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Judge fails to issue injunction against Senate voting map


Judge James Dever
The federal judge hearing arguments against a N.C. state Senate redistricting map has thus far refused to stop it from being used in the 2024 elections.

Attorneys for two African American plaintiffs who have filed suit against the Senate map drawn and approved by N.C. Republican legislative leaders say it does not allow Black voters in at least two Senate districts to elect candidates of their choice because the Black voting population there is deliberately “cracked” or diluted to prevent that from happening.

“The chance of a Black candidate winning … is highly, highly unlikely,” Edwin Speas, plaintiffs’ attorney, told Judge James Dever.

Speas added that that violates the 1965 Voting Rights Act.

Democrats were not allowed to have any input in how the Senate voting districts were drawn.

They asked Judge James Dever to issue an immediate injunction to stop the Senate voting map from being used during the upcoming 2024 elections, which begin with the March 5th Super Tuesday primaries.

Lawyers for the N.C. legislature, however, contend that race was not a factor in how the Senate redistricting map was drawn, and if the two Senate Districts in question - Districts 1 and 2 - are changed, that would alter the entire makeup of the Senate voting map. Defendants’ attorneys further argue that there wouldn’t be enough time to redraw and approve the state Senate map before the March 5th Super Tuesday primaries.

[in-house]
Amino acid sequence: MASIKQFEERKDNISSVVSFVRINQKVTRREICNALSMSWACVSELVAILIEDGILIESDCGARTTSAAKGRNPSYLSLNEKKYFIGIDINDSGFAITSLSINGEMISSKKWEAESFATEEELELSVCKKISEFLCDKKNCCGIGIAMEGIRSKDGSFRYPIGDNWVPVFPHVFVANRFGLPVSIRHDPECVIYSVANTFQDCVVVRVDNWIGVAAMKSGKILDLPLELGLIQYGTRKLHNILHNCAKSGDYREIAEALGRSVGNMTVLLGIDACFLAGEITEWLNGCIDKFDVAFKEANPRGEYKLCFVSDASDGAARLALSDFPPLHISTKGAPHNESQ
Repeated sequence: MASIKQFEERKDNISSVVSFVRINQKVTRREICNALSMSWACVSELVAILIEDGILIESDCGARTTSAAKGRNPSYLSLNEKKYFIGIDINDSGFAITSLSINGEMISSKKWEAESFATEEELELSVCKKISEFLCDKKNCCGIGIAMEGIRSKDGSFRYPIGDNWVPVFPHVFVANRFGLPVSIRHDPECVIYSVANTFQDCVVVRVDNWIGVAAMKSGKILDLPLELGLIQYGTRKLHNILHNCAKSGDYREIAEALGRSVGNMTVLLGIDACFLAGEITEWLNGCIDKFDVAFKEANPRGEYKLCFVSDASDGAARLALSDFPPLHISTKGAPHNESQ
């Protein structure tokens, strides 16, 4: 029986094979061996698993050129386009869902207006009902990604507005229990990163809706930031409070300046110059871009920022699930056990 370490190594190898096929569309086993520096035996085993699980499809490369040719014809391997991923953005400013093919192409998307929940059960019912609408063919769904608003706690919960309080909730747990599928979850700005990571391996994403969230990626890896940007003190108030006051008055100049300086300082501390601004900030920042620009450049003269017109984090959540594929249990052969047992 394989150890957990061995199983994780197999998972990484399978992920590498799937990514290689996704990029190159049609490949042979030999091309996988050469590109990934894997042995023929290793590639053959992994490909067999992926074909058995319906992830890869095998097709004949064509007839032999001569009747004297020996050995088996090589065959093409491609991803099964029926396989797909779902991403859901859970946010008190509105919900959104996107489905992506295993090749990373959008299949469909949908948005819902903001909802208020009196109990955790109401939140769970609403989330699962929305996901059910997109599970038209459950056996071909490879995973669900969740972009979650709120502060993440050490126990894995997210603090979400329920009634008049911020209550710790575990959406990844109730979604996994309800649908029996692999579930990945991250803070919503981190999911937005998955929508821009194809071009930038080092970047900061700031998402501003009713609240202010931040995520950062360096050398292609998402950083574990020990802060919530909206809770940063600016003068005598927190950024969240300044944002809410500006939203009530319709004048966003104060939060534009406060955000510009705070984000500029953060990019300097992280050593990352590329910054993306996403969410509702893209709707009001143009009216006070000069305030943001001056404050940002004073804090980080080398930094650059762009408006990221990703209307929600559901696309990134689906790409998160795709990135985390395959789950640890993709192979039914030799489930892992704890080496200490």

If that happened, Republicans could possibly lose their one vote supermajority veto-proof advantage in the state Senate.

Phillip J. Strach, attorney for Republican lawmakers, maintained that Democratic plaintiffs previously argued against race being used in drawing district maps.

“I guess the problem was Republicans kept winning the legislature,” Strach said.

Judge Dever was reluctant to do anything to stop Senate Districts 1 and 2 from being used in the redistricting map, saying that to do so would be “extraordinary.”

He did not issue a ruling during the hearing, but is expected to rule at any time within less than 60 days.

The U.S. Fourth Circuit Court of Appeals was petitioned to get involved in the case, but rejected that motion.

Judge Dever is refusing to move any faster than he feels he needs to, saying that plaintiffs had plenty of time since the N.C. legislature passed the Senate voting map last October to file suit, but for some reason, waited more than a month afterwards to do so.

This is just one of several federal lawsuits filed against the N.C. General Assembly’s 2023 redistricting plans.